Three years into Mayor Andy Schor’s tenure and we’re still waiting for bold leadership, a compelling vision for Lansing’s future and real progress for the city and its residents. The COVID-19 pandemic provides a convenient excuse for not doing much at all over the past year, but Schor’s approach to leading the city has lacked urgency and direction since the start of his administration.
Now — facing reelection for the first time — comes his thoroughly perplexing proposal to study everything from building a new City Hall, police headquarters, jail and performing arts center to selling off the city’s parking and sewer systems. All of these notions are wrapped up in a single Request for Proposals that seeks to hire a “development professional” to study potential projects, several of which have already been studied ad infinitum. The proposal reads more like a wish list created by someone who expected to hit last week’s billion-dollar Mega Millions lottery rather than a pragmatic approach to getting any of the named projects started, much less completed. The absurdity of the proposal’s scope speaks to Schor’s apparent desire to quickly make up lost ground after a lackluster three years in office. It’s an effort to put an ambitious face on an administration that apparently prefers to create commissions and hire consultants rather than getting anything done.
We have previously opined on our disappointment in Schor’s failure to pick up where former Mayor Virg Bernero — who is leaning toward running again — left off in transforming City Hall into a new downtown hotel. It was an ambitious but workable plan that also would have refurbished the former Lansing State Journal building adjacent to the CATA bus terminal to create a new home for municipal government. The conjoined projects would have had a massive impact on downtown Lansing by securing the long-awaited second hotel to compete with the Radisson, activating one of the most valuable pieces of property in Lansing directly across from the State Capitol, and injecting new life into the downtown’s southern tier by repurposing the moribund LSJ building. Had Schor embraced the plan, both projects would be well underway by now.
Schor said he abandoned the plan because it didn’t include a strategy for relocating the Lansing jail and the 54-B district court. He also noted recently that the city “couldn’t afford” the project. As reported in this newspaper at the time, the hotel proposal would have cost the city nothing. The developer’s long-term lease payments for the old city hall property were designed to cover the bond payments for creating the new city hall. As for the courts and jail, it would be relatively simple to relocate both to a temporary facility while plans were developed and executed to complete those pieces of the puzzle, including the potential for an agreement with Ingham County to expand the existing detention facility in the basement of the nearby Veterans Memorial Courthouse.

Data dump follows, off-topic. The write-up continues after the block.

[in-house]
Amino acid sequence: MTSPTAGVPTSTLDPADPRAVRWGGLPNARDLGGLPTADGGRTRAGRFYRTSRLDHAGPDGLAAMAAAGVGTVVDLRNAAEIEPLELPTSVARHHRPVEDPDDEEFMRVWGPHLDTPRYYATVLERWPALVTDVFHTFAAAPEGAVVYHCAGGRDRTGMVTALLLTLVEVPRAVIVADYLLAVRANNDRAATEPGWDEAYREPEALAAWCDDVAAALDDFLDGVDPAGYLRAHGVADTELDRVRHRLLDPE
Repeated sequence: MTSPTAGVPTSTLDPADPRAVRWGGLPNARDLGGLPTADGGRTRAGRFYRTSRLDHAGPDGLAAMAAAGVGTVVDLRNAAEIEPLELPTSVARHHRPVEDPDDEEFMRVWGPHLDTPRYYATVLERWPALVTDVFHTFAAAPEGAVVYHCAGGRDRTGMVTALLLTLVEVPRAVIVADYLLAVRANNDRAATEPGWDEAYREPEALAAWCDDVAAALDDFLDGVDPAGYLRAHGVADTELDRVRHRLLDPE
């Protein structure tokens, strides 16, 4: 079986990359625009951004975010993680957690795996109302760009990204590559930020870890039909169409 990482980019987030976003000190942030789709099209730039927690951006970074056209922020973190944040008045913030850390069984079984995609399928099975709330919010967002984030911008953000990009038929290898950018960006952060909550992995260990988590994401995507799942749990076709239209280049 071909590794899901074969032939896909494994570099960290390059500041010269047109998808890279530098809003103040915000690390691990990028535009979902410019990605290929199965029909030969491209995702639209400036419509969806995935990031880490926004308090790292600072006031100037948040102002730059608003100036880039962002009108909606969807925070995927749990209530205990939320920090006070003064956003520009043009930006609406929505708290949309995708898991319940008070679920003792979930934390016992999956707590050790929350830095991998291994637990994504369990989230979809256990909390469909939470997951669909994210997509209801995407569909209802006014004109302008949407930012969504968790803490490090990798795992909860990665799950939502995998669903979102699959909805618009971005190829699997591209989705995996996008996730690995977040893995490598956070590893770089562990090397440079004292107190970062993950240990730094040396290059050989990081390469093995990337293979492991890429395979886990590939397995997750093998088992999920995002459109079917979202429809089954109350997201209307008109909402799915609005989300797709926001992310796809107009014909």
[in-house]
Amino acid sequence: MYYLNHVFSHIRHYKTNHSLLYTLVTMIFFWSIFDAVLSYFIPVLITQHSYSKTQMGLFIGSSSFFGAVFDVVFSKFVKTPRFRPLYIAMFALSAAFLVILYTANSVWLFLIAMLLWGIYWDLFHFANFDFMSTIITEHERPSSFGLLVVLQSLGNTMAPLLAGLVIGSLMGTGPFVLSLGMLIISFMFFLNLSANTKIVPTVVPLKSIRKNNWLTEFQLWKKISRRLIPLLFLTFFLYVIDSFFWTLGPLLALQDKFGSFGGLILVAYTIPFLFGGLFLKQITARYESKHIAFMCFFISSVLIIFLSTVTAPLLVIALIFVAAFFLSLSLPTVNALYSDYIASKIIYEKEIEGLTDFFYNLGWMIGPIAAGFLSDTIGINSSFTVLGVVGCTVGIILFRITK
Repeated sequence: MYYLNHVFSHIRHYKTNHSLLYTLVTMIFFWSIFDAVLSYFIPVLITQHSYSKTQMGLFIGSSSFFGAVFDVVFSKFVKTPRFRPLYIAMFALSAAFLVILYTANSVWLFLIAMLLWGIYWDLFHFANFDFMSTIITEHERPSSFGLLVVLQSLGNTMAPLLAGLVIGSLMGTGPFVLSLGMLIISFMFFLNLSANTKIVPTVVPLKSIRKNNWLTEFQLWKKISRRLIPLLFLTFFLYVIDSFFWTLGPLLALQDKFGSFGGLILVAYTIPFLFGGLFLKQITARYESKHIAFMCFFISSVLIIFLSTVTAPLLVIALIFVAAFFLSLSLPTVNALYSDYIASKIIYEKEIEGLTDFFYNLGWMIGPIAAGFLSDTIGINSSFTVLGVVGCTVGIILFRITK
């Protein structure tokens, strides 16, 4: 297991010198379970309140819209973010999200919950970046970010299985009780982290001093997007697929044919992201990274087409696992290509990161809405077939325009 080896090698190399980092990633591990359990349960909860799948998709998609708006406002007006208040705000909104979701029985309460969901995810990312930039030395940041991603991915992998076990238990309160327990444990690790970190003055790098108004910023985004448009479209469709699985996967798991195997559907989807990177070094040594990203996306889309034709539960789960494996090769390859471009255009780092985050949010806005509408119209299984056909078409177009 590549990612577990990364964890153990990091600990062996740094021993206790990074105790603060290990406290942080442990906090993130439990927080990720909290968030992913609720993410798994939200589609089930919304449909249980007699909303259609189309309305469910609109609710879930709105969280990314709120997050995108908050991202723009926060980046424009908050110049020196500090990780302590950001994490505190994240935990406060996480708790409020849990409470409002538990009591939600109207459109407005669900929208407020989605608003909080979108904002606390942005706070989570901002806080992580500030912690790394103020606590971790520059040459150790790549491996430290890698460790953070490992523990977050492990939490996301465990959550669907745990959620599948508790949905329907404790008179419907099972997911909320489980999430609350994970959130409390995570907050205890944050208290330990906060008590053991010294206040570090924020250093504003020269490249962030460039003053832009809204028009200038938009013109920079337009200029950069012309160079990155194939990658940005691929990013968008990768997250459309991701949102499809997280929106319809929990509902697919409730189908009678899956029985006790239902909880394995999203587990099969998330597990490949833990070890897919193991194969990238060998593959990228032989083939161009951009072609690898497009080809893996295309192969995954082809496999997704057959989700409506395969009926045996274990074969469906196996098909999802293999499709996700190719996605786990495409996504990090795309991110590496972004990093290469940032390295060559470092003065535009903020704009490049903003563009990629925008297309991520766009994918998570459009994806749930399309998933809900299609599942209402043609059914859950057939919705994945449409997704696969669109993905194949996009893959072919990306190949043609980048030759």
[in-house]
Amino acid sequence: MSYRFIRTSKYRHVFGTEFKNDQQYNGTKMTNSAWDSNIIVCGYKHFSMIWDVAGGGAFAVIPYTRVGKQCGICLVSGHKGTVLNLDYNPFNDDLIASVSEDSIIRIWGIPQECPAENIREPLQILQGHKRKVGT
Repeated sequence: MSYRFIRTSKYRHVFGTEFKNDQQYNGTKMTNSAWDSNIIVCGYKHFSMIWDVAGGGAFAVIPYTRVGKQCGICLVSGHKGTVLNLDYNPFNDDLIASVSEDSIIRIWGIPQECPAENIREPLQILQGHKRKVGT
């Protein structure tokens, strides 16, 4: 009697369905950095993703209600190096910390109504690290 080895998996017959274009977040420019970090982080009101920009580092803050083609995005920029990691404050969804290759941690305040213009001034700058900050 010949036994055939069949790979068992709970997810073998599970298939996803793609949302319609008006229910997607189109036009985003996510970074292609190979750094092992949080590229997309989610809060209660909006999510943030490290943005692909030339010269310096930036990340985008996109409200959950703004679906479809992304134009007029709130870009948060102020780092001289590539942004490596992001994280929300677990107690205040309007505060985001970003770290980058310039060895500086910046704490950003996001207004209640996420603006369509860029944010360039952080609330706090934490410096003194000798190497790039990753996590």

We’re also struck by the improbability of finding a single consultant who is not only capable of scoping what appears to be hundreds of millions in prospective new development, but who also has expertise in monetizing city assets like parking ramps and sewer systems. A skeptic might even see Schor’s proposal as an election-year bid to generate campaign cash from developers and the building trades by raising their hopes that large-scale development projects are on the way.
Schor’s all-in-one grab bag of development goodies also comes across as a tacit admission that his team of highly paid appointees doesn’t have the depth or expertise to plan and execute complex development projects. As a result, the city will spend the equivalent of another department head salary, if not more, on yet another consultant. Interestingly, the proposal offers the winning respondent a one-year contract with up to four, one-year renewals, which suggests Schor is at least committed to planning what he wants to do during a second mayoral term. We’re underwhelmed.
In the face of complexity and uncertainty, Schor opted to punt instead of heeding an old African proverb: How do you eat an elephant? The answer: One bite at a time. Consider us at least somewhat wistful for the bullish approach of his predecessor. Although Bernero’s obstinance could be an impediment to getting along with others from time to time, his aggressive style also served the city well by keeping the gas pedal pushed firmly to the floorboard. Schor’s approach is more akin to a leisurely bicycle ride down the Lansing River Trail on a warm Sunday afternoon.
Mayor Schor still may have a chance to redeem himself, at least in the eyes of city voters. If the U.S. Congress and President Biden approve a bailout for state and local governments that helps alleviate the massive budget deficits created by the COVID-19 pandemic, Schor likely will escape a very painful financial reckoning that would almost certainly result in layoffs and city service reductions. (As is, city employees are furloughed on Fridays.) We welcome federal assistance for cities like Lansing because the real beneficiaries are the citizens who need their city government to provide high quality public services and a support system that addresses key challenges like historic levels of violent crime, homelessness, hunger and unemployment. Yet such assistance will only paper over the city’s ongoing financial challenges due to more than $700 million in unfunded legacy costs for retiree pensions and health care and open the door to once again kicking the financial can down the road.
As the 2021 mayoral campaign heats up, we’ll be watching for evidence that Mayor Schor can offer the city more than the friendly platitudes, indecision and aimless meandering we are getting now. We’ll also be looking closely at the alternatives.